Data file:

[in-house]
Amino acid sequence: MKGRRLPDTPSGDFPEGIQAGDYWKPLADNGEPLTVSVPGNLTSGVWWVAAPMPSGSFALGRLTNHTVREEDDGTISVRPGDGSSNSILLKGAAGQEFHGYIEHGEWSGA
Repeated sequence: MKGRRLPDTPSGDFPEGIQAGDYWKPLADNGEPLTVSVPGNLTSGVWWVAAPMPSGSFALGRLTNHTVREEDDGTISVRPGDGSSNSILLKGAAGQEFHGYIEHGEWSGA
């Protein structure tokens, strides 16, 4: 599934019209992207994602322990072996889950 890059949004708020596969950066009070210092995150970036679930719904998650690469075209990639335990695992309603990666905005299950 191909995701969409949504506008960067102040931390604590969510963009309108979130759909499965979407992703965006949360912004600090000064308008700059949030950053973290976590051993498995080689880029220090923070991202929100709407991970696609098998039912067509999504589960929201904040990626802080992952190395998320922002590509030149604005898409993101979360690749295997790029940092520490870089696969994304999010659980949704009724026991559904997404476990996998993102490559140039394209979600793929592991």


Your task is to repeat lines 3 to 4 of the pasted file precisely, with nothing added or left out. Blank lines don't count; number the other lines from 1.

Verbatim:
Repeated sequence: MKGRRLPDTPSGDFPEGIQAGDYWKPLADNGEPLTVSVPGNLTSGVWWVAAPMPSGSFALGRLTNHTVREEDDGTISVRPGDGSSNSILLKGAAGQEFHGYIEHGEWSGA
């Protein structure tokens, strides 16, 4: 599934019209992207994602322990072996889950 890059949004708020596969950066009070210092995150970036679930719904998650690469075209990639335990695992309603990666905005299950 191909995701969409949504506008960067102040931390604590969510963009309108979130759909499965979407992703965006949360912004600090000064308008700059949030950053973290976590051993498995080689880029220090923070991202929100709407991970696609098998039912067509999504589960929201904040990626802080992952190395998320922002590509030149604005898409993101979360690749295997790029940092520490870089696969994304999010659980949704009724026991559904997404476990996998993102490559140039394209979600793929592991």